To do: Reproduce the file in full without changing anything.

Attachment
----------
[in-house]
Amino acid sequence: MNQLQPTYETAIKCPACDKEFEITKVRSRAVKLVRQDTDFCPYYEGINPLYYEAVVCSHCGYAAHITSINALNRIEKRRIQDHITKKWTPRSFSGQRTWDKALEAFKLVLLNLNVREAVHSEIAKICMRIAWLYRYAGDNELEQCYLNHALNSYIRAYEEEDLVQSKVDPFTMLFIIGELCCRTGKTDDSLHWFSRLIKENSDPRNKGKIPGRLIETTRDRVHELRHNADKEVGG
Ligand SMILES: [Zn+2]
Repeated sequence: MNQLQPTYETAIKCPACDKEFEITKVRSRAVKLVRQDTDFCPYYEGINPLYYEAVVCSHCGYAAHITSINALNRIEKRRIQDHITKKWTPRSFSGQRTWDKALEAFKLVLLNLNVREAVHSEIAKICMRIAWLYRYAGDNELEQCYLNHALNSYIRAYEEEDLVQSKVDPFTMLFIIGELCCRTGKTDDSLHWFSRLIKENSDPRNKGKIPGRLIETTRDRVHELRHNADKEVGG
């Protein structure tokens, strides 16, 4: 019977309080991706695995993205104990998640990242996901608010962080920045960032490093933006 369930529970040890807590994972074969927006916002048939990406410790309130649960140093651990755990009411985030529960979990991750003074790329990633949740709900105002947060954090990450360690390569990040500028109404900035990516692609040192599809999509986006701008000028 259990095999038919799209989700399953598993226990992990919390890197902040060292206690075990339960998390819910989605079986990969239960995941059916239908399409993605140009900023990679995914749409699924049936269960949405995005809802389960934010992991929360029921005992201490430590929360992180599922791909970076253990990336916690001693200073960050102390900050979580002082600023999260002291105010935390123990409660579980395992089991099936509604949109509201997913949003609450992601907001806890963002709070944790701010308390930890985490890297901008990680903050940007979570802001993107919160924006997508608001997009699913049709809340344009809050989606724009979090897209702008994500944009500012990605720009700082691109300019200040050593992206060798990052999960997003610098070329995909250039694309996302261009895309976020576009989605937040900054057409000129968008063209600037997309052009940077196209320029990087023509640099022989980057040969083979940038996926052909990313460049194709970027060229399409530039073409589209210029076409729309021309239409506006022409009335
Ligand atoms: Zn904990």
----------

[in-house]
Amino acid sequence: MNQLQPTYETAIKCPACDKEFEITKVRSRAVKLVRQDTDFCPYYEGINPLYYEAVVCSHCGYAAHITSINALNRIEKRRIQDHITKKWTPRSFSGQRTWDKALEAFKLVLLNLNVREAVHSEIAKICMRIAWLYRYAGDNELEQCYLNHALNSYIRAYEEEDLVQSKVDPFTMLFIIGELCCRTGKTDDSLHWFSRLIKENSDPRNKGKIPGRLIETTRDRVHELRHNADKEVGG
Ligand SMILES: [Zn+2]
Repeated sequence: MNQLQPTYETAIKCPACDKEFEITKVRSRAVKLVRQDTDFCPYYEGINPLYYEAVVCSHCGYAAHITSINALNRIEKRRIQDHITKKWTPRSFSGQRTWDKALEAFKLVLLNLNVREAVHSEIAKICMRIAWLYRYAGDNELEQCYLNHALNSYIRAYEEEDLVQSKVDPFTMLFIIGELCCRTGKTDDSLHWFSRLIKENSDPRNKGKIPGRLIETTRDRVHELRHNADKEVGG
């Protein structure tokens, strides 16, 4: 019977309080991706695995993205104990998640990242996901608010962080920045960032490093933006 369930529970040890807590994972074969927006916002048939990406410790309130649960140093651990755990009411985030529960979990991750003074790329990633949740709900105002947060954090990450360690390569990040500028109404900035990516692609040192599809999509986006701008000028 259990095999038919799209989700399953598993226990992990919390890197902040060292206690075990339960998390819910989605079986990969239960995941059916239908399409993605140009900023990679995914749409699924049936269960949405995005809802389960934010992991929360029921005992201490430590929360992180599922791909970076253990990336916690001693200073960050102390900050979580002082600023999260002291105010935390123990409660579980395992089991099936509604949109509201997913949003609450992601907001806890963002709070944790701010308390930890985490890297901008990680903050940007979570802001993107919160924006997508608001997009699913049709809340344009809050989606724009979090897209702008994500944009500012990605720009700082691109300019200040050593992206060798990052999960997003610098070329995909250039694309996302261009895309976020576009989605937040900054057409000129968008063209600037997309052009940077196209320029990087023509640099022989980057040969083979940038996926052909990313460049194709970027060229399409530039073409589209210029076409729309021309239409506006022409009335
Ligand atoms: Zn904990």